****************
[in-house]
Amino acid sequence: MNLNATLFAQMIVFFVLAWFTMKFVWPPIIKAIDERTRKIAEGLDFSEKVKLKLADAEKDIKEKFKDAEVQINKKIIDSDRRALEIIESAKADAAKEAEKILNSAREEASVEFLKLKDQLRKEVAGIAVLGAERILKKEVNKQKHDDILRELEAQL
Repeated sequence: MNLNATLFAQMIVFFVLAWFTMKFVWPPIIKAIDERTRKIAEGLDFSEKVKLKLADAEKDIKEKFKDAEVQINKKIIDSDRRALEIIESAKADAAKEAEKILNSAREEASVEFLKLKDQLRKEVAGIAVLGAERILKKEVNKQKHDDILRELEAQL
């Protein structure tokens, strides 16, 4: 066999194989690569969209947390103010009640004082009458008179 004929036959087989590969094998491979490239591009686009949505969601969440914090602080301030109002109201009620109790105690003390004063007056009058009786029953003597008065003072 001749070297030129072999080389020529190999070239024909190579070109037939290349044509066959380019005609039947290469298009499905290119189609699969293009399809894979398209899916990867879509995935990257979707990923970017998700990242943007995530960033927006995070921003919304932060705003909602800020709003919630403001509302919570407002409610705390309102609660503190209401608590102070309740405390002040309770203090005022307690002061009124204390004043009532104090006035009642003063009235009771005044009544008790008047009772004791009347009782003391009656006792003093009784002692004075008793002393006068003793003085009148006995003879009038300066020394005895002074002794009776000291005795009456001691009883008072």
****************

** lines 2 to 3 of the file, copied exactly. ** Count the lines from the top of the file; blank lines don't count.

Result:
Amino acid sequence: MNLNATLFAQMIVFFVLAWFTMKFVWPPIIKAIDERTRKIAEGLDFSEKVKLKLADAEKDIKEKFKDAEVQINKKIIDSDRRALEIIESAKADAAKEAEKILNSAREEASVEFLKLKDQLRKEVAGIAVLGAERILKKEVNKQKHDDILRELEAQL
Repeated sequence: MNLNATLFAQMIVFFVLAWFTMKFVWPPIIKAIDERTRKIAEGLDFSEKVKLKLADAEKDIKEKFKDAEVQINKKIIDSDRRALEIIESAKADAAKEAEKILNSAREEASVEFLKLKDQLRKEVAGIAVLGAERILKKEVNKQKHDDILRELEAQL